You may recall that last week I blogged about Reactor, which I dubbed an “Inline Dynamic Database Abstraction” API. Since then, I’m spent as much time as I could scrounge working on it. Here’s a quick update:
First off, what I called “beans” in the last version were not technically beans. I was kindly informed by Mr. Rinehart that they were, in fact, an implementation of the Active Record design pattern. These have therefor been renamed to “records.”
To create an instance of a record from the User table in your database, you would now run the following code:
<cfset reactor = CreateObject("Component", "reactor.reactorFactory").init(dsn, dbType, outputMapping, mode) /> <cfset UserRecord = reactor.createRecord("User") />
Anything which was previously named “Bean” has been renamed to “Record”.
Record objects have been updated to include the following methods:
getXyzQuery() – This returns a query of data from tables with foreign keys to the record’s table.
getXyzArray() – This translates the results of getXyzQuery() into an array of record objects.
These methods are created when you have another table which has a foreign key to the record’s table. For example, let’s say you have User and Address tables. Address had a column named userId which is a foreign key back to the User table. If you were to create an instance of a UserRecord object it would have a methods named getAddressQuery() and getAddressArray().
The getAddressQuery() method would return a query of all addresses related to the record. The getAddressArray() method would first call getAddressQuery() and then translate the results into an array of AddressRecord objects.
I also spent quite a bit of time creating a core Criteria object. This object is used to define criteria on queries. For instance, you can set search criteria defining columns to return, columns to sort on, caching times and a lot more. I don’t have space to get into all of the details here, but you may want to download the source and look at /reactor/core/criteria.cfc, expression.cfc and order.cfc. It’s assumed that you would only instantiate the criteria component.
Criteria can be passed into a new gateway method, getByCriteria(). This method returns matching data based on the criteria object passed in. The getXyzQuery() and getXyzArray() methods on the record objects also accept criteria objects.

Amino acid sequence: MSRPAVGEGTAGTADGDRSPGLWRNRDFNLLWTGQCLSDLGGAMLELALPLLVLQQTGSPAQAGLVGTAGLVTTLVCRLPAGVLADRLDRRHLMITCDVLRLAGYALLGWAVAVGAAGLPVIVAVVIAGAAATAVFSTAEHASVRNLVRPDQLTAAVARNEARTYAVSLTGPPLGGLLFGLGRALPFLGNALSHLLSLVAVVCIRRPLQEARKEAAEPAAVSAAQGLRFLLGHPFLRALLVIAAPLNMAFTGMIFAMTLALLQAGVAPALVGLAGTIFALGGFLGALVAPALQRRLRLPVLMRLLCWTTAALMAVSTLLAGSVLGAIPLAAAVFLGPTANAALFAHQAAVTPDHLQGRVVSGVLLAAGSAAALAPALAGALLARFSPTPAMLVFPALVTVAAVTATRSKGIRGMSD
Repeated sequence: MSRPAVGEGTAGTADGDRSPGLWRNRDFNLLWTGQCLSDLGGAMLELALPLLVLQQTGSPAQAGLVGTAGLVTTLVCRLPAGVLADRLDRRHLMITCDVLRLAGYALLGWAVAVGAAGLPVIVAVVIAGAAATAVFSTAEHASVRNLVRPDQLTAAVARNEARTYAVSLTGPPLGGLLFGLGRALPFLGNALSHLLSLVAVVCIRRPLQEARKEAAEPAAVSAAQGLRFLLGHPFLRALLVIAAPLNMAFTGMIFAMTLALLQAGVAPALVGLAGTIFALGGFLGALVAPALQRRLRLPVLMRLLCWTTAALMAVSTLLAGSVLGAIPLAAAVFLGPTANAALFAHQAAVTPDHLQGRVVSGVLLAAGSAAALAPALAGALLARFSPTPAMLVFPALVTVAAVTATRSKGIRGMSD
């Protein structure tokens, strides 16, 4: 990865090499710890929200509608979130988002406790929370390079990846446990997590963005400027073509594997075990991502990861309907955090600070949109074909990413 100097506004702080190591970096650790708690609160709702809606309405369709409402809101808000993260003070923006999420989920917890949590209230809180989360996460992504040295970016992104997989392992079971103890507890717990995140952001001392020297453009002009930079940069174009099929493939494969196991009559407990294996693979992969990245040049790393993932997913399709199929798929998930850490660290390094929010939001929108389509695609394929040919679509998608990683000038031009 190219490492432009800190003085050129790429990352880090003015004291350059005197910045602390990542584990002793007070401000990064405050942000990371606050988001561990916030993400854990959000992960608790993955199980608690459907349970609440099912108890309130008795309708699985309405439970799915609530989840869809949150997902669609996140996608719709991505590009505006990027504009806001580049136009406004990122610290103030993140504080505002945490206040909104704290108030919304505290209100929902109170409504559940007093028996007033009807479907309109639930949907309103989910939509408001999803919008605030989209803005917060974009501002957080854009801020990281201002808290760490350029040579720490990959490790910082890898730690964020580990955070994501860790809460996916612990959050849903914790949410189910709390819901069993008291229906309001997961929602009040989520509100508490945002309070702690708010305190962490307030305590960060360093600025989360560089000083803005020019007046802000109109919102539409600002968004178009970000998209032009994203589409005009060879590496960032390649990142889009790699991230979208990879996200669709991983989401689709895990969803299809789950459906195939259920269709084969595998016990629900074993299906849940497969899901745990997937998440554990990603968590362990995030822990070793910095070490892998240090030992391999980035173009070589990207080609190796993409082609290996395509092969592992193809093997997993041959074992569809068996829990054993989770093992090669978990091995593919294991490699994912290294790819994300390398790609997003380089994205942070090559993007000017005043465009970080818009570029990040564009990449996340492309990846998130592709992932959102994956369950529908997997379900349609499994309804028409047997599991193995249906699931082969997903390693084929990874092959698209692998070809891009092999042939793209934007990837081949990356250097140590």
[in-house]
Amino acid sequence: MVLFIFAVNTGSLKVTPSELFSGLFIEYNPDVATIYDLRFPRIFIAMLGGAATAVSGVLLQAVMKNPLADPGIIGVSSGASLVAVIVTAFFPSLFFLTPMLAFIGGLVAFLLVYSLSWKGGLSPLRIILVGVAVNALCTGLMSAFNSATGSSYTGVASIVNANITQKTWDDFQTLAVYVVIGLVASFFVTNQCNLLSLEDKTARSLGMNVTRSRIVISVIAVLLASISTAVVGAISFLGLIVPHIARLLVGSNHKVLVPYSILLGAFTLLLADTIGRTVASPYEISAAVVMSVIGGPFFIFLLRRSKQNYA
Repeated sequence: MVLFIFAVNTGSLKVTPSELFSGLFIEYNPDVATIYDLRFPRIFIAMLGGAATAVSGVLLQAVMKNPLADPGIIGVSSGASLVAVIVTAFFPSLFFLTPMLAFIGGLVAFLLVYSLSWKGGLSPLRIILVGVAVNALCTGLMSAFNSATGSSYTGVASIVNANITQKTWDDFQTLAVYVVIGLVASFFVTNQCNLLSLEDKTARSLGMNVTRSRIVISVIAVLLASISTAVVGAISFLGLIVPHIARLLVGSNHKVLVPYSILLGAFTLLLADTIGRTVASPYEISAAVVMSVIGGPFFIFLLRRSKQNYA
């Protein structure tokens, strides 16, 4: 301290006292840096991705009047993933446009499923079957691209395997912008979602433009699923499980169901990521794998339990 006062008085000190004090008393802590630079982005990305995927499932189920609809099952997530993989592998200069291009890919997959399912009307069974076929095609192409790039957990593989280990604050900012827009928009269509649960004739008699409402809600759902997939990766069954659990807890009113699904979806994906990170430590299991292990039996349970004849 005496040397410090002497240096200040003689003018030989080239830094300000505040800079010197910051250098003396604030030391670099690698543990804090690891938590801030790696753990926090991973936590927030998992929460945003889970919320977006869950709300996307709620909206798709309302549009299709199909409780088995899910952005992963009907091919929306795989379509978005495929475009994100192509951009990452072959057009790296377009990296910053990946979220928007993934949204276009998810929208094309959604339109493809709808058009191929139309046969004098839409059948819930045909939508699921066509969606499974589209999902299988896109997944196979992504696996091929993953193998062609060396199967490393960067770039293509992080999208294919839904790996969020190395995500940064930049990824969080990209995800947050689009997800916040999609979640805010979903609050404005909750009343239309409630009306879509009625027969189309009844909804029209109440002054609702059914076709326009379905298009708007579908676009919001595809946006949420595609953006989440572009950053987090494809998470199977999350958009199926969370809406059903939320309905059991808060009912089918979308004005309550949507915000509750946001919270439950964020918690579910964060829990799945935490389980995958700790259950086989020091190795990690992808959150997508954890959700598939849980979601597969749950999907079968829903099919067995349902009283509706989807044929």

Here’s a quick example of using criteria:
<cfset UserGateway = reactor.createGateway("User") /> <cfset Criteria = CreateObject("Component", "reactor.core.criteria") /> <!--- return only the first and last name columns ---> <cfset criteria.setFieldList("firstName,lastName") /> <!--- sort by lastname then firstname ---> <cfset criteria.getOrder().setAsc("LastName").setAsc("FirstName") /> <!--- only return users who's last names have an "h" in them somewhere ---> <cfset criteria.getExpression().isLike("LastName", "h", "anywhere") /> <cfdump var="#UserGateway.getByCriteria(criteria)#" />
Yet another new feature is the concept of satellite tables. I’ve defined satellite tables to mean tables which have a one-to-one relationship with another table. For example, you might have the following two tables:
- UserId int Primary Key
- FirstName varchar(50)
- LastName varchar(50)
- UserId int Primary Key, Foreign Key to User.UserId
- phoneNumber varchar(20)
Because the AdminUser table’s primary key column is a foreign key to the User table, it is a “satellite” table for the User table. (The example really isn’t the best.)
This is used to define an inheritance scheme. For example, in a recent project I had several types of “Auction” objects. All types of auction objects shared a core set of data. However, specific auction types also had their own specific data. The core data was stored in a base table and the differing data was stored in satellite tables.